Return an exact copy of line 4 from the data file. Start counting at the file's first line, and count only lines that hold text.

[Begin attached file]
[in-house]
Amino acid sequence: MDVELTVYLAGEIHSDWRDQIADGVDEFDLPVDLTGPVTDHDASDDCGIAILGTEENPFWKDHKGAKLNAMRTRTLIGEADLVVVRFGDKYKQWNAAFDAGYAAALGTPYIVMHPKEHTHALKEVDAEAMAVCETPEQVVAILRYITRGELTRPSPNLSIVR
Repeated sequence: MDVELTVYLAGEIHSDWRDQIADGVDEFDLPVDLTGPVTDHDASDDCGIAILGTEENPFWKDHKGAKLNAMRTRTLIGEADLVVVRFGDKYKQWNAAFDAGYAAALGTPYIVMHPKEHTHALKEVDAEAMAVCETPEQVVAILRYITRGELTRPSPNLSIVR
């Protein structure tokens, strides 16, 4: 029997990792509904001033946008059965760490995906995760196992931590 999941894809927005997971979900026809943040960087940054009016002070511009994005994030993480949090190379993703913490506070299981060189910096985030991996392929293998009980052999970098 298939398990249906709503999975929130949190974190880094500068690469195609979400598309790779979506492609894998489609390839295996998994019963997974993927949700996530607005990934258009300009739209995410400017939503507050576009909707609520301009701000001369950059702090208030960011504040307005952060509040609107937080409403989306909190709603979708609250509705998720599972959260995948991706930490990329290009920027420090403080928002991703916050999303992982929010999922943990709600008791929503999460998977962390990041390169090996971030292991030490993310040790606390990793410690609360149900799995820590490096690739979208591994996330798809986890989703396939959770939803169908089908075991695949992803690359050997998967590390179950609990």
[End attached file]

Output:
């Protein structure tokens, strides 16, 4: 029997990792509904001033946008059965760490995906995760196992931590 999941894809927005997971979900026809943040960087940054009016002070511009994005994030993480949090190379993703913490506070299981060189910096985030991996392929293998009980052999970098 298939398990249906709503999975929130949190974190880094500068690469195609979400598309790779979506492609894998489609390839295996998994019963997974993927949700996530607005990934258009300009739209995410400017939503507050576009909707609520301009701000001369950059702090208030960011504040307005952060509040609107937080409403989306909190709603979708609250509705998720599972959260995948991706930490990329290009920027420090403080928002991703916050999303992982929010999922943990709600008791929503999460998977962390990041390169090996971030292991030490993310040790606390990793410690609360149900799995820590490096690739979208591994996330798809986890989703396939959770939803169908089908075991695949992803690359050997998967590390179950609990």